“This is my life. I don’t have no kids, no significant other, this shit is really my life and I take this shit very seriously. So I’m just trying to put that work in and let all my people that’s around me get inspired because if I’m the top dog and I’m at the studio first, and I’m the n-gga with the bag, then it’s like it should bleed into my crew. That’s all I’m focused on.”


Hitmaka came into the industry when he was at least 12 years old and went through every facet of the business, from becoming an artist to producer to music executive. He looks at the game much differently than others who may have received a co-sign from established people, something he says he never had.

DMX signed Hitmaka to his Bloodline Records in the early 2000s, but those dreams were shattered when he was shipped away to military school. He returned in 2003 and made his debut years later as Yung Berg and after moderate success at the tail end of the 2000s, he transitioned into becoming a full-time producer.




“My shit from the muscle like I ain’t never had no Kanye [West] take me under his wing and shout me out and tell you I’m the big dog and I’m a great producer,” Hitmaka said. “I worked with all these talented people on my own and got my shit off the hip. There is no co-sign, there is nothing else applied to that and if you just go and pay attention to what the radio saying and go back to what these women are saying I didn’t say nothing wrong I just coulda presented it in a better way.”

Although he understands how he could have worded his comments better, Hitmaka is still standing tall and willing to put up his catalog of hits against anyone, including Hit-Boy. He believes their respective catalogs are “beautiful things,” and fans should be able to witness the greatness that would come from such an event, but he claims Hit-Boy doesn’t want the challenge.

“I don’t care if he gets me with just one song, we got 19 more after that, my boy,” he says confidently. “We can serve this one up since it’s already on the platter. I said I wanted to do a Verzuz with Mustard, he got upset, got in his feelings and went on the internet and to do the same type of thing. I’m hogging up a large percentage of volume in music and just projects so it’s more so like whoever really want it because I’m confident in my 20.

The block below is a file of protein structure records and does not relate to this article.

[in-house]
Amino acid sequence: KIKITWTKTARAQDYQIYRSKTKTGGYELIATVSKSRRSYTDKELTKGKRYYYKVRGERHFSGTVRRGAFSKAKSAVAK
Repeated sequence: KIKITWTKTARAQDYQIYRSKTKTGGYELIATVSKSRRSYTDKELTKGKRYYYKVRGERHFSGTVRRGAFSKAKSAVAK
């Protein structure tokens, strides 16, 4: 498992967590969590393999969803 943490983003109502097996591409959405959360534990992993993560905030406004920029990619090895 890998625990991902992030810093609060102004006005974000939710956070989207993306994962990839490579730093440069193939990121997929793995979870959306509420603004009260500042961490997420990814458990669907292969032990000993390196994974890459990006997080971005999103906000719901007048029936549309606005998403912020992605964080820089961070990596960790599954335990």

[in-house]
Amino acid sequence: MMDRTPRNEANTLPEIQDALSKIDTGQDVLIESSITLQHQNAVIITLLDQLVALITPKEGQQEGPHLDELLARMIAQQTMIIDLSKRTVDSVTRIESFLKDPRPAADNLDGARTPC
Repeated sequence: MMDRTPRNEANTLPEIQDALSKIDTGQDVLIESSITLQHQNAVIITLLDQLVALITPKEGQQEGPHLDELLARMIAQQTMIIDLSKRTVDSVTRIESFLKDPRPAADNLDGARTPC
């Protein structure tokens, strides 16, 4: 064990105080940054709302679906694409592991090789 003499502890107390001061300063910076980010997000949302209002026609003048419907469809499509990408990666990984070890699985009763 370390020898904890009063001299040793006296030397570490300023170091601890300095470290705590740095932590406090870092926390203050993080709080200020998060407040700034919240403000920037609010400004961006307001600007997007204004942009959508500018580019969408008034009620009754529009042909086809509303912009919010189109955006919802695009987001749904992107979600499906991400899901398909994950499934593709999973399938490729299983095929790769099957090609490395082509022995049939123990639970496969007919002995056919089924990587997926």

“I’m a be honest n-ggas don’t even know that I co-wrote Pop Smoke’s ‘Christopher Walking,’ that’s my record. There’s no Hitmaka tag on that record so what happens when I bomb one of them or something like that. N-ggas don’t know that I co-produced ‘John’ by Rick Ross and Lil Wayne. There’s no Hitmaka tag on that. N-ggas do not know that I’m a co-producer and co-writer on French Montana featuring Drake’ No Stylist.’ They don’t know that I’m involved in a record called ‘Jaded’ by Drake with Ty Dolla $ign. What are we talking about here? I’m the underdog to smoke that man out his boots, right out those Chuck Taylors.”

Jim Jones suggests that a Verzuz of that magnitude would open the door for all types of artists to perform their hits with both producers, which leads to Hitmaka bringing up Hit-Boy’s frequent collaborator, Big Sean.

“Big Sean is his best friend. He’s done a bunch of work with Big Sean in the recent past,” he says. “He can play a Big Sean record…I produced and co-wrote Big Sean’s biggest solo record in his whole career, ‘Bounce Back.’


“Let’s get more interesting with this. My OG Puff Daddy himself jumped in the comments when Timbaland and Swizz had their Verzuz smoke. Diddy tried to jump in there and said, ‘No I think Mike Will and Hit-Boy would be better.’ You go look at my response in the comments I said, ‘No, great let’s do it. Put me on your card so I can smoke him before Jermaine Dupri smokes you. Like let’s do that. Hit-Boy versus Hitmaka, Diddy versus Jermaine Dupri. That’s a night to come out and see.”